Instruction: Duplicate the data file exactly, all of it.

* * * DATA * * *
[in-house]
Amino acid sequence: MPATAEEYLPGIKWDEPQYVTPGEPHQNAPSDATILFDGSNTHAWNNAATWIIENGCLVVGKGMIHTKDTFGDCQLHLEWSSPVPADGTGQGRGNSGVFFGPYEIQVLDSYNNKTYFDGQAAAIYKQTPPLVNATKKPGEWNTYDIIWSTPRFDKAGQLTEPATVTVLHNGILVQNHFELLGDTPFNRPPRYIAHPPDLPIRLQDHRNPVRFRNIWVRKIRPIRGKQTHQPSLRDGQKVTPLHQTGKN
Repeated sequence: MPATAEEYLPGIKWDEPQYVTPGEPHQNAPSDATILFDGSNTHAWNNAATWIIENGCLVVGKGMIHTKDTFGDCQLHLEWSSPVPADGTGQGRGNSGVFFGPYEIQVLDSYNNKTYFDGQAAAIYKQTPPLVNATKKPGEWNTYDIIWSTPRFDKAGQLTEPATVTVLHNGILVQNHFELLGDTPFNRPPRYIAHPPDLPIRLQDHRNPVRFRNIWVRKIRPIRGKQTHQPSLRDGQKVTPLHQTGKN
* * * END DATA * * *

[in-house]
Amino acid sequence: MPATAEEYLPGIKWDEPQYVTPGEPHQNAPSDATILFDGSNTHAWNNAATWIIENGCLVVGKGMIHTKDTFGDCQLHLEWSSPVPADGTGQGRGNSGVFFGPYEIQVLDSYNNKTYFDGQAAAIYKQTPPLVNATKKPGEWNTYDIIWSTPRFDKAGQLTEPATVTVLHNGILVQNHFELLGDTPFNRPPRYIAHPPDLPIRLQDHRNPVRFRNIWVRKIRPIRGKQTHQPSLRDGQKVTPLHQTGKN
Repeated sequence: MPATAEEYLPGIKWDEPQYVTPGEPHQNAPSDATILFDGSNTHAWNNAATWIIENGCLVVGKGMIHTKDTFGDCQLHLEWSSPVPADGTGQGRGNSGVFFGPYEIQVLDSYNNKTYFDGQAAAIYKQTPPLVNATKKPGEWNTYDIIWSTPRFDKAGQLTEPATVTVLHNGILVQNHFELLGDTPFNRPPRYIAHPPDLPIRLQDHRNPVRFRNIWVRKIRPIRGKQTHQPSLRDGQKVTPLHQTGKN